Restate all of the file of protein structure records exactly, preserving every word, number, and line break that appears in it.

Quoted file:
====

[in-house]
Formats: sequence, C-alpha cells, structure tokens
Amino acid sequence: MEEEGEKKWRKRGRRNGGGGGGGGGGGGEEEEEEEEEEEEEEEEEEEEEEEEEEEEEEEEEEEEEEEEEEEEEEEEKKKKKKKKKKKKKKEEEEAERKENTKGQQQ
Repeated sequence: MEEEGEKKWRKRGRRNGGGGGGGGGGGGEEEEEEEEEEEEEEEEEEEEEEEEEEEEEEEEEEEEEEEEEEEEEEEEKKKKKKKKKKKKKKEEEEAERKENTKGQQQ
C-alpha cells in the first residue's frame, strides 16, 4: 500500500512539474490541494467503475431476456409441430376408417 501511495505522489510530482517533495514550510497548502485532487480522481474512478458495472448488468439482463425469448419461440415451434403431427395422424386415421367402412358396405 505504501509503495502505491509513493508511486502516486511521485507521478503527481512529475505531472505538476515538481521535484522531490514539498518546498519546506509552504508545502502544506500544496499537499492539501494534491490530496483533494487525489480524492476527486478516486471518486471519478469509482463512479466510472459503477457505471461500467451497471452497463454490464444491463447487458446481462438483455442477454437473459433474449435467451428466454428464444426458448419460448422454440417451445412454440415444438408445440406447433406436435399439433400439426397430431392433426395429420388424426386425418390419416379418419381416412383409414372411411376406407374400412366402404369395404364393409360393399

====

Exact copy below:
[in-house]
Formats: sequence, C-alpha cells, structure tokens
Amino acid sequence: MEEEGEKKWRKRGRRNGGGGGGGGGGGGEEEEEEEEEEEEEEEEEEEEEEEEEEEEEEEEEEEEEEEEEEEEEEEEKKKKKKKKKKKKKKEEEEAERKENTKGQQQ
Repeated sequence: MEEEGEKKWRKRGRRNGGGGGGGGGGGGEEEEEEEEEEEEEEEEEEEEEEEEEEEEEEEEEEEEEEEEEEEEEEEEKKKKKKKKKKKKKKEEEEAERKENTKGQQQ
C-alpha cells in the first residue's frame, strides 16, 4: 500500500512539474490541494467503475431476456409441430376408417 501511495505522489510530482517533495514550510497548502485532487480522481474512478458495472448488468439482463425469448419461440415451434403431427395422424386415421367402412358396405 505504501509503495502505491509513493508511486502516486511521485507521478503527481512529475505531472505538476515538481521535484522531490514539498518546498519546506509552504508545502502544506500544496499537499492539501494534491490530496483533494487525489480524492476527486478516486471518486471519478469509482463512479466510472459503477457505471461500467451497471452497463454490464444491463447487458446481462438483455442477454437473459433474449435467451428466454428464444426458448419460448422454440417451445412454440415444438408445440406447433406436435399439433400439426397430431392433426395429420388424426386425418390419416379418419381416412383409414372411411376406407374400412366402404369395404364393409360393399